Mutual friends are plentiful while you are in a romantic relationship—a recent study shows 63% of married couples met through just such a network. But what happens to them if the two of you call it quits? Suddenly these same friends you once called for coffee and double dates could be called on by your ex to trash-talk you.
"My ex and I didn't talk about how we were going to divvy it up, but I think it was important that neither of us made our friends choose," says Melissa, 23, about a messy breakup. "I know that he badmouthed me the summer after we broke up, which made one or two of our mutual friends shun me. But I actually did have some of our mutual friends say to me, 'we love you, but is it okay if we are still friends with Mike, too?'"
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After the initial pain of the break up subsides, many couples wonder if it's possible to "share" mutual friends with an ex. But is joint ownership a sound strategy? The answer: It depends.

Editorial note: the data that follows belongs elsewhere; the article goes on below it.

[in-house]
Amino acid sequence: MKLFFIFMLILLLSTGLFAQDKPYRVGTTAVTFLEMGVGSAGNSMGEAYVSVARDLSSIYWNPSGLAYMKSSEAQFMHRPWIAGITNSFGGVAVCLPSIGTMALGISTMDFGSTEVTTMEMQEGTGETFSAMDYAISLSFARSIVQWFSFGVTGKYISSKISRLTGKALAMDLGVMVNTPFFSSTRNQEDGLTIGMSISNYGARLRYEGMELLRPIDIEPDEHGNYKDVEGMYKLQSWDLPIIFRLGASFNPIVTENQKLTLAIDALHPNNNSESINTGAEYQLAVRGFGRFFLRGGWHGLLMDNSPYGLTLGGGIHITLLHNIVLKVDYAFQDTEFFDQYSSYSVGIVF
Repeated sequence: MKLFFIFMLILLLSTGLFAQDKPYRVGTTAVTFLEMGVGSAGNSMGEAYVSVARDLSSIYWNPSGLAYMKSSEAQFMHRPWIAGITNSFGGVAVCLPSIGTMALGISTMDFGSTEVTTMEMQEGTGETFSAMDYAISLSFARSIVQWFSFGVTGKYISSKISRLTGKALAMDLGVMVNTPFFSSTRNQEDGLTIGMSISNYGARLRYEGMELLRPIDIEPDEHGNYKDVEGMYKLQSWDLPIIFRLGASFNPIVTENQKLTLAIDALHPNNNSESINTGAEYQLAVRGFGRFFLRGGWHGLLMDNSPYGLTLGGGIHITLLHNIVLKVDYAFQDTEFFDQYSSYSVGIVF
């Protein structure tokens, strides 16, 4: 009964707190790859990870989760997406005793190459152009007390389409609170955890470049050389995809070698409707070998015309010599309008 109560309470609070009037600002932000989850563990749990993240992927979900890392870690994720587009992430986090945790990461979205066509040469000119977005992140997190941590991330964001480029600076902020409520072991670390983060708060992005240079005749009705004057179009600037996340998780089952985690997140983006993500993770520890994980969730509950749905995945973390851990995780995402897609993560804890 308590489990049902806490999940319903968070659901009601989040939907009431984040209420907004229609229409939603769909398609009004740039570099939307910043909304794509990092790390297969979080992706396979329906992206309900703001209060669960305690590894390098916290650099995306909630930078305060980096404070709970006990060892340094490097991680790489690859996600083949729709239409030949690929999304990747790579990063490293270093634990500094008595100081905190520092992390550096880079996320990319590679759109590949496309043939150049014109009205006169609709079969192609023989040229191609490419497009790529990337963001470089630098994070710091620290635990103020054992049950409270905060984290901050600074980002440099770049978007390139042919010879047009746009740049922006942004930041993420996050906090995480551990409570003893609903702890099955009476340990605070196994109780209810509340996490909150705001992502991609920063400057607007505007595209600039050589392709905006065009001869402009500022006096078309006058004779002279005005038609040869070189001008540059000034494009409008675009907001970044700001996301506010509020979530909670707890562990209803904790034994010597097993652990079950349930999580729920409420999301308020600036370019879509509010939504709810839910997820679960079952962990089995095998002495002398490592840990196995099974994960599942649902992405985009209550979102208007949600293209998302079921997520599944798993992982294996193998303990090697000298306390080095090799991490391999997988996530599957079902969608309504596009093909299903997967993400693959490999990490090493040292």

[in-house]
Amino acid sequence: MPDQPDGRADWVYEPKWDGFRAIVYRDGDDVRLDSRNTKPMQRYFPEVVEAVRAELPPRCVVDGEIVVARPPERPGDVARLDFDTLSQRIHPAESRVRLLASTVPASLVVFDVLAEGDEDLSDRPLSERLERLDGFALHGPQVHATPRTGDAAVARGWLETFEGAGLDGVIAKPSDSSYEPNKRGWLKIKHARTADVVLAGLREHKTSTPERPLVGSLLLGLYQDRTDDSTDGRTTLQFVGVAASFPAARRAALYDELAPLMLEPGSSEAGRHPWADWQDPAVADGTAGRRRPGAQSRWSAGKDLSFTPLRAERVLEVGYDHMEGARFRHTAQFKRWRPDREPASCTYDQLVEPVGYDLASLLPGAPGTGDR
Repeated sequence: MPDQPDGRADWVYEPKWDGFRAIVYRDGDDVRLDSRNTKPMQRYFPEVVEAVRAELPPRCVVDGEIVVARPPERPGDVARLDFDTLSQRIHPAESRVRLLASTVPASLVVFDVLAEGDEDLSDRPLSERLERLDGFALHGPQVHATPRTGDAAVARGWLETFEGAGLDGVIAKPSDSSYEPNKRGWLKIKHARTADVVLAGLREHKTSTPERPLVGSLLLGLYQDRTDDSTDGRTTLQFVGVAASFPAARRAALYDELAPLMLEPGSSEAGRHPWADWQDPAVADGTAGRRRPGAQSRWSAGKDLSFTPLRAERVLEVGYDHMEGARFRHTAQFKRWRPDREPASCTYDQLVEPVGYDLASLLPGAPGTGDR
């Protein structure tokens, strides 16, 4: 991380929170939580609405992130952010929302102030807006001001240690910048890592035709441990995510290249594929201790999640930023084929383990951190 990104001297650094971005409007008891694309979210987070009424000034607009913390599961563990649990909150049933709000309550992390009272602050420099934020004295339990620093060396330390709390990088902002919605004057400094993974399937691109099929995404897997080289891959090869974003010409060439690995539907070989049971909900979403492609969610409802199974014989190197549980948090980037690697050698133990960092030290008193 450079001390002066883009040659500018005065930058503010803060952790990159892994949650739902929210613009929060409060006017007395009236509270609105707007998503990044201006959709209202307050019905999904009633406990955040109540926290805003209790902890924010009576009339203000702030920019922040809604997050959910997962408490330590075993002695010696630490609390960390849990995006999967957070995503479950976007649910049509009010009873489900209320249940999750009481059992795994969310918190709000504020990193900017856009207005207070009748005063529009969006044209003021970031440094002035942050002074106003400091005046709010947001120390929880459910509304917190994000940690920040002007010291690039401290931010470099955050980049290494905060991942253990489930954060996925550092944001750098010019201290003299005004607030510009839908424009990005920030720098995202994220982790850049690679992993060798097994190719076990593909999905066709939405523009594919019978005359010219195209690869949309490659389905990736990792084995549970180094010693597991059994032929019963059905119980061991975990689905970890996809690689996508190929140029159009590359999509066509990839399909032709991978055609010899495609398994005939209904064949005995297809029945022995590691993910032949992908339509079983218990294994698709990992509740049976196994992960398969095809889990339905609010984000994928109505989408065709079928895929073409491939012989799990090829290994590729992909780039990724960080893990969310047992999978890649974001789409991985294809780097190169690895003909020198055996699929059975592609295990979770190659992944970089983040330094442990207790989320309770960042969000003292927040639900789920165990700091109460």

"The cause of the breakup is very important," says Catherine Sanderson, PhD, an associate professor of psychology at Amherst College who researches close relationships. "Infidelity is more difficult for people to cope with than, say, a mutual breakup. If the couple started as friends with similar interests and one had to move for business, they are more likely to be acquaintances and maintain mutual friendship after the separation."
And it all depends on who you're trying to stay friends with. "The mutual friends that are most influenced are newer friends, 'couple' friends, because they are asked to choose sides," says Sanderson. Mary, 47, experienced this firsthand when she and her husband divorced.
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